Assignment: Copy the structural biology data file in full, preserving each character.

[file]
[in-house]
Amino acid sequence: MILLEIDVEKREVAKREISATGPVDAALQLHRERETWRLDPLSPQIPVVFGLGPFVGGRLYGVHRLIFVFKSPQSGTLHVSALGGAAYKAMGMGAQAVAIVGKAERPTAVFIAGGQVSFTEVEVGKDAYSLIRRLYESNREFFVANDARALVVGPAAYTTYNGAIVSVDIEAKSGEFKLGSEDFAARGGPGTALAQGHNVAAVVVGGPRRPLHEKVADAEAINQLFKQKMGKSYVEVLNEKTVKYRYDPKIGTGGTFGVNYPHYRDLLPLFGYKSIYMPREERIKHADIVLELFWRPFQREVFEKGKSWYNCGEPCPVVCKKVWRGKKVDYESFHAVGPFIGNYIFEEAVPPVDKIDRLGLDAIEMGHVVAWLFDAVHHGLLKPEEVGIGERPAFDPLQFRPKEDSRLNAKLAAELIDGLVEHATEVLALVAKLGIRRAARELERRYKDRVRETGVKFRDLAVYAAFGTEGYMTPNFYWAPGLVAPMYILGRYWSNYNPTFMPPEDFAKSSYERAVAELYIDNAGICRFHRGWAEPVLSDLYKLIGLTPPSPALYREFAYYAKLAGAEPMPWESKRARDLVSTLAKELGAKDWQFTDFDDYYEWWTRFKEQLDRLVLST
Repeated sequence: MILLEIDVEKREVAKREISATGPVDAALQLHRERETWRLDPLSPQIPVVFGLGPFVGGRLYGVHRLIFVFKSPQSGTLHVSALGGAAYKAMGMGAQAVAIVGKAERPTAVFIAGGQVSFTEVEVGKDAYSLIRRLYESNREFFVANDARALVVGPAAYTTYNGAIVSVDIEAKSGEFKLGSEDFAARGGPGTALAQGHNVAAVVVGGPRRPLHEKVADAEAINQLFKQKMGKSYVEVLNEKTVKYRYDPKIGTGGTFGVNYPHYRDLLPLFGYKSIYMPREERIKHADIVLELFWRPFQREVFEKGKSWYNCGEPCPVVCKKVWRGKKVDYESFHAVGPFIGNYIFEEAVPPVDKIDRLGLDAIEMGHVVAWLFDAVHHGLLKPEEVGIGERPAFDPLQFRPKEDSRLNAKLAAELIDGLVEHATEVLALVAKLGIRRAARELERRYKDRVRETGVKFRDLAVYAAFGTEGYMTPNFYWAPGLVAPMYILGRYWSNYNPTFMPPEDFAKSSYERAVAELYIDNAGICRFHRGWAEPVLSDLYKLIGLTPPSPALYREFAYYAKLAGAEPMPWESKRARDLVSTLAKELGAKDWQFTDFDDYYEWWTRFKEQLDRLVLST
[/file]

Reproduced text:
[in-house]
Amino acid sequence: MILLEIDVEKREVAKREISATGPVDAALQLHRERETWRLDPLSPQIPVVFGLGPFVGGRLYGVHRLIFVFKSPQSGTLHVSALGGAAYKAMGMGAQAVAIVGKAERPTAVFIAGGQVSFTEVEVGKDAYSLIRRLYESNREFFVANDARALVVGPAAYTTYNGAIVSVDIEAKSGEFKLGSEDFAARGGPGTALAQGHNVAAVVVGGPRRPLHEKVADAEAINQLFKQKMGKSYVEVLNEKTVKYRYDPKIGTGGTFGVNYPHYRDLLPLFGYKSIYMPREERIKHADIVLELFWRPFQREVFEKGKSWYNCGEPCPVVCKKVWRGKKVDYESFHAVGPFIGNYIFEEAVPPVDKIDRLGLDAIEMGHVVAWLFDAVHHGLLKPEEVGIGERPAFDPLQFRPKEDSRLNAKLAAELIDGLVEHATEVLALVAKLGIRRAARELERRYKDRVRETGVKFRDLAVYAAFGTEGYMTPNFYWAPGLVAPMYILGRYWSNYNPTFMPPEDFAKSSYERAVAELYIDNAGICRFHRGWAEPVLSDLYKLIGLTPPSPALYREFAYYAKLAGAEPMPWESKRARDLVSTLAKELGAKDWQFTDFDDYYEWWTRFKEQLDRLVLST
Repeated sequence: MILLEIDVEKREVAKREISATGPVDAALQLHRERETWRLDPLSPQIPVVFGLGPFVGGRLYGVHRLIFVFKSPQSGTLHVSALGGAAYKAMGMGAQAVAIVGKAERPTAVFIAGGQVSFTEVEVGKDAYSLIRRLYESNREFFVANDARALVVGPAAYTTYNGAIVSVDIEAKSGEFKLGSEDFAARGGPGTALAQGHNVAAVVVGGPRRPLHEKVADAEAINQLFKQKMGKSYVEVLNEKTVKYRYDPKIGTGGTFGVNYPHYRDLLPLFGYKSIYMPREERIKHADIVLELFWRPFQREVFEKGKSWYNCGEPCPVVCKKVWRGKKVDYESFHAVGPFIGNYIFEEAVPPVDKIDRLGLDAIEMGHVVAWLFDAVHHGLLKPEEVGIGERPAFDPLQFRPKEDSRLNAKLAAELIDGLVEHATEVLALVAKLGIRRAARELERRYKDRVRETGVKFRDLAVYAAFGTEGYMTPNFYWAPGLVAPMYILGRYWSNYNPTFMPPEDFAKSSYERAVAELYIDNAGICRFHRGWAEPVLSDLYKLIGLTPPSPALYREFAYYAKLAGAEPMPWESKRARDLVSTLAKELGAKDWQFTDFDDYYEWWTRFKEQLDRLVLST